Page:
Bouncing the question around got us no where other than she had a story to tell about a friend’s husband who chose to take a steep path downhill when the rest of the group decided to carry their bikes around the obstacle. It didn’t have a very happy ending, short or long term.  I think she said he held on to the handlebars, but that didn’t have much bearing on the painful long-lasting consequences of a plain old bad decision.

I even asked my cousin, the super athlete, for her opinion and she said it didn’t really matter and that it depended. Which at the time I thought was a lame answer.

This morning I came to understand her answer.

FullSizeRender-3 copy 5Woke up long before the sun kissed the horizon today and planned a quick six or eight mile ride to round out the weeks mileage to at least forty. I was on the trail hoping to avoid crowds. A gloriously cool morning after a 100 degree day yesterday, I reveled in my freedom and the glow of the sunrise. I was making good time, for me, and enjoying every minute of it.

Making the transition from gravel onto the sidewalk, which I’ve done hundreds of times, my wheel caught the edge and refused to pop up over and instead threw me to the ground.

It happened in this slow motion super fast way I can’t explain. It’s like being in a dream where your brain just can’t quite process what’s happening because it’s so out of the norm of your experience doing this easy thing.

What I remember most is thinking: this is my face smashing into the concrete. Everything is going to be broken and shattered and I am in deep trouble.

Here’s the answer to the title question. I had no idea where the flip the handlebars on my bike were or where my hands were.

Shock is the first thing that happens. So I just lay there. I might have rolled over on to my back. I could taste blood. And everything hurt, especially my head. I felt my face and came away with a handful of red. Oddly my glasses were still on my face. That’s how I knew my helmet saved my brain and most of my face.

I hoped someone would come along the trail but didn’t have a lot of hope for it that early on a Saturday. Lo and behold a friend of mine rolls up and says, “Hi Kami, what are you doing down there?” Or something equally hilarious if you aren’t the one on the ground. “Stan?” I said. “Am I ever glad to see you!”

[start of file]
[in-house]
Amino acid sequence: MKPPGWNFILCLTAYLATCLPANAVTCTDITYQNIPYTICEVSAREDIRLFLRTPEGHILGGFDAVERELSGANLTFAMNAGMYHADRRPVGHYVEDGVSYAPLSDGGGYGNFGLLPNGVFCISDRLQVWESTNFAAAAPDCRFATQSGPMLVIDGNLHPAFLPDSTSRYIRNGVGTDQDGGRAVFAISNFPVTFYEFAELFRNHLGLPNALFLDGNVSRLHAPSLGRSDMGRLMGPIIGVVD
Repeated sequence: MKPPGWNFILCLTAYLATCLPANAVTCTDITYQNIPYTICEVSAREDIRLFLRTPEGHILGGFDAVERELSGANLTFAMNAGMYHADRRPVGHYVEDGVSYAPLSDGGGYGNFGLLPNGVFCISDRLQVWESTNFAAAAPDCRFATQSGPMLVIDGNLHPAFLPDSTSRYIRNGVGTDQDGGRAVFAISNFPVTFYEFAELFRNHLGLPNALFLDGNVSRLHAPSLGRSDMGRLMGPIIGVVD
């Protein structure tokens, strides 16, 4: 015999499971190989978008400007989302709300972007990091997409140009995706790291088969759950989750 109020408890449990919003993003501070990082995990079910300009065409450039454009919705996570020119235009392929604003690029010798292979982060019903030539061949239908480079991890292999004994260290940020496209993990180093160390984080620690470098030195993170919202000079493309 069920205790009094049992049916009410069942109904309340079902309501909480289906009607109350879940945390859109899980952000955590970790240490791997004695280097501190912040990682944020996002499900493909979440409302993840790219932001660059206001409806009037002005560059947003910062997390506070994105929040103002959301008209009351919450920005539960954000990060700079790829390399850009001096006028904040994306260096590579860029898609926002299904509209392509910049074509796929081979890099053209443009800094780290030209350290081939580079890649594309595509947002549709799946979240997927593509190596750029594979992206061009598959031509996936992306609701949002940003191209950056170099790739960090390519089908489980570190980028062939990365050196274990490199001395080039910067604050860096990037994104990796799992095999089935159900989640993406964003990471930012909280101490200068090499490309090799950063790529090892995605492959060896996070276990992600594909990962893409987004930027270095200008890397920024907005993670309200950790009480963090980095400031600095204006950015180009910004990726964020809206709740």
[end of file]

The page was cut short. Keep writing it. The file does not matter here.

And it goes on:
He did a quick assessment and pulled me up off the trail of ants I had landed in. (Surprisingly didn’t get bit!!!)  Brushed the ants off of me, got my bike out of the way and told me to sit tight while he rode back and got his truck to drive me and my bike home.

A couple minutes later another friend happened to jog by. When she was sure I had help on the way and was okay to be alone, she suggested I use the ice in my water bottle on my face to keep the swelling down.

Another friend called a mutual dentist friend later in the morning who came by my house and made sure I hadn’t really ruined any teeth even though they hurt a bunch.

Needless to say, I felt like a crew of angels had been dispatched after I learned my lesson to not be so cocky on my bike, be more careful of transitions, and make sure MSH can hear a phone ringing if I’m going out riding alone. Oh, and the lesson to always, always, always wear my helmet.

Everything hurts everywhere almost ten hours after my fall from Grace. (Isn’t that a cute name for my bike?) I feel way worse than I look, which isn’t saying much, I suppose. My knee feels swollen, I have bruises that I can’t explain.

Oh, and the bike is okay. Some scrapes on the right side of the bike even though I fell left. The handlebars must have turned completely around to face me. I’ll get her a nice tuneup at Global Bikes next week, just to make sure I didn’t do any permanent damage. I’m not going to be riding for a week or so, I’m guessing. But I’ll be back out there again, for sure.

For today at least, I’m sucking meals out of a straw and hanging out on the couch bingewatching stuff and alternating Ibuprofen and Tylenol and icing the knee and mouth.

I’m also counting my blessings that I can still walk, and talk and laugh about all this.

Biffing it just aint fun.

So hold on. Don’t hold on. Just stay safe while having fun.

FullSizeRender-4 copy

A Mother’s Day Gift from my Son and Daughter in Law. Perfect!




Categories: Biking, Exercise, Outdoors, Uncategorized | Tags: , , , , , , , , , | 4 Comments

Hot Pink on a Harley

Friday Letter to my Kids-

Dear J, J, L and L,

This weekend marks year four of Big J’s big Harley ride with his hot woman for the annual “Bikers for Boobies” event.